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Neurometrics applied to banknote and security features design

Rubén Ortuño (), José M. Sánchez (), Diego Álvarez (), Miguel López () and Fernando León ()
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Rubén Ortuño: Banco de España
José M. Sánchez: Banco de España
Diego Álvarez: Banco de España
Miguel López: Banco de España
Fernando León: Banco de España

No 2008, Occasional Papers from Banco de España

Abstract: The aim of this paper is to present a methodology on the application of neuroanalysis to the design of banknotes and security features. Traditionally, evaluation of the perception of banknotes is based on explicit personal responses obtained through questionnaires and interviews. The implicit measures refer to methods and techniques capable of capturing people's implicit mental processes. Neuroscience has shown that, in most brain processes regulating emotions, attitudes, behaviours and decisions, human consciousness does not intervene. That is to say, these implicit processes are brain functions that occur automatically and without conscious control. The methodology on neuroanalysis can be applied to the design of banknotes and security features, and used as an effective analysis tool to assess people's cognitive processes, namely: visual interest, attention to certain areas of the banknote, emotions, motivation and the mental load to understand the design and level of stimulation. The proposed neuroanalysis methodology offers a criterion for making decisions about which banknote designs and security features have a more suitable configuration for the public. It is based on the monitoring of conscious processes, using traditional explicit measures, and unconscious processes, using neurometric techniques. The neuroanalysis methodology processes quantifiable neurometric variables obtained from the public when processing events, such as eye movement, sight fixation, facial expression, heart rate variation, skin conductance, etc. A neuroanalysis study is performed with a selected group of people representative of the population for which the design of a banknote or security features is made. In the neurometric study, suitably prepared physical samples are shown to the participants to collect their different neurometric responses, which are then processed to draw conclusions.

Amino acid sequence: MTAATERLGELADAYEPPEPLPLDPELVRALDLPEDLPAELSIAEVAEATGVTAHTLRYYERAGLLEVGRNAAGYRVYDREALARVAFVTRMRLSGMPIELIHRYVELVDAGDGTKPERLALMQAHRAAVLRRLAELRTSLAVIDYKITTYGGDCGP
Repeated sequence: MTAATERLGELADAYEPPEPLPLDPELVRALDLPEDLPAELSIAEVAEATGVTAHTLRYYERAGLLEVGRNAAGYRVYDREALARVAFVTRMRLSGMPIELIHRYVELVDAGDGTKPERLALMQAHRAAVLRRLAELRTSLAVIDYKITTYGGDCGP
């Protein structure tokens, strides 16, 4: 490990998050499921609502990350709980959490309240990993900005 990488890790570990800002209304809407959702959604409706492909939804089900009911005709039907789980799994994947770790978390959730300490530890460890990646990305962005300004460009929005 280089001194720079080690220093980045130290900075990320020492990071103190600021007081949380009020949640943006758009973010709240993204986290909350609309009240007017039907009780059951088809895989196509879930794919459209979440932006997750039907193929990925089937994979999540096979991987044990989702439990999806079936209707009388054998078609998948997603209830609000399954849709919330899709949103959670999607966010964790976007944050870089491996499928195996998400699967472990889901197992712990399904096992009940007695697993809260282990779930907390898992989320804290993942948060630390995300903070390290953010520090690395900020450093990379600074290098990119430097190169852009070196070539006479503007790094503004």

Keywords: neuroscience; eye tracking; biometrics; neurometrics; banknotes; neurodesign; security feature; perception; human behaviour (search for similar items in EconPapers)
JEL-codes: C13 D87 E42 (search for similar items in EconPapers)
Pages: 56 pages
Date: 2020-04
New Economics Papers: this item is included in nep-mac and nep-neu
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